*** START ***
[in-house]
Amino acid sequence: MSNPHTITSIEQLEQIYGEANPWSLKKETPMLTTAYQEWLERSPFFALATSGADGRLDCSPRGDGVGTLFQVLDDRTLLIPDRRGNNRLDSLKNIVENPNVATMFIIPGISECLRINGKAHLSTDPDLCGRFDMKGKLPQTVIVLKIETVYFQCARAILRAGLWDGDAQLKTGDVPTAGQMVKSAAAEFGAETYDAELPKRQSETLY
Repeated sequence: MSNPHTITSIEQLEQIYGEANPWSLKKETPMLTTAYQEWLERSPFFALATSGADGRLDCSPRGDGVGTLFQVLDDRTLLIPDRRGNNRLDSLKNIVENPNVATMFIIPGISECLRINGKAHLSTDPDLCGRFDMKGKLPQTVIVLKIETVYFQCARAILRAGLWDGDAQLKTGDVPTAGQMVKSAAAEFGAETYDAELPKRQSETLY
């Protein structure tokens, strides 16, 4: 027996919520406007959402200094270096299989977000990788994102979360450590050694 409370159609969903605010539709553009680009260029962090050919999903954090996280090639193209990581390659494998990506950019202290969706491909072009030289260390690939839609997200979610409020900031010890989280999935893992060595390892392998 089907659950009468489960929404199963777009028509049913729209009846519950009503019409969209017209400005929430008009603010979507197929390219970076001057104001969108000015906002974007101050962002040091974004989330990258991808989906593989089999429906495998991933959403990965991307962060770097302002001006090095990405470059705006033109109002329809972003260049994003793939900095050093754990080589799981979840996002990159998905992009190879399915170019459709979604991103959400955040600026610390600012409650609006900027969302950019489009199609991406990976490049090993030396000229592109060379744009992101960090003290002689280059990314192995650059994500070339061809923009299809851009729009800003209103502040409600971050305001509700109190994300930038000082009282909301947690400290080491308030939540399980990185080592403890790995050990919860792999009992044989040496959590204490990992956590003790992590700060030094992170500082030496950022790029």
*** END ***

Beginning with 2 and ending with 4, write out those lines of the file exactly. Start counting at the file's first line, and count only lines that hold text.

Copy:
Amino acid sequence: MSNPHTITSIEQLEQIYGEANPWSLKKETPMLTTAYQEWLERSPFFALATSGADGRLDCSPRGDGVGTLFQVLDDRTLLIPDRRGNNRLDSLKNIVENPNVATMFIIPGISECLRINGKAHLSTDPDLCGRFDMKGKLPQTVIVLKIETVYFQCARAILRAGLWDGDAQLKTGDVPTAGQMVKSAAAEFGAETYDAELPKRQSETLY
Repeated sequence: MSNPHTITSIEQLEQIYGEANPWSLKKETPMLTTAYQEWLERSPFFALATSGADGRLDCSPRGDGVGTLFQVLDDRTLLIPDRRGNNRLDSLKNIVENPNVATMFIIPGISECLRINGKAHLSTDPDLCGRFDMKGKLPQTVIVLKIETVYFQCARAILRAGLWDGDAQLKTGDVPTAGQMVKSAAAEFGAETYDAELPKRQSETLY
């Protein structure tokens, strides 16, 4: 027996919520406007959402200094270096299989977000990788994102979360450590050694 409370159609969903605010539709553009680009260029962090050919999903954090996280090639193209990581390659494998990506950019202290969706491909072009030289260390690939839609997200979610409020900031010890989280999935893992060595390892392998 089907659950009468489960929404199963777009028509049913729209009846519950009503019409969209017209400005929430008009603010979507197929390219970076001057104001969108000015906002974007101050962002040091974004989330990258991808989906593989089999429906495998991933959403990965991307962060770097302002001006090095990405470059705006033109109002329809972003260049994003793939900095050093754990080589799981979840996002990159998905992009190879399915170019459709979604991103959400955040600026610390600012409650609006900027969302950019489009199609991406990976490049090993030396000229592109060379744009992101960090003290002689280059990314192995650059994500070339061809923009299809851009729009800003209103502040409600971050305001509700109190994300930038000082009282909301947690400290080491308030939540399980990185080592403890790995050990919860792999009992044989040496959590204490990992956590003790992590700060030094992170500082030496950022790029």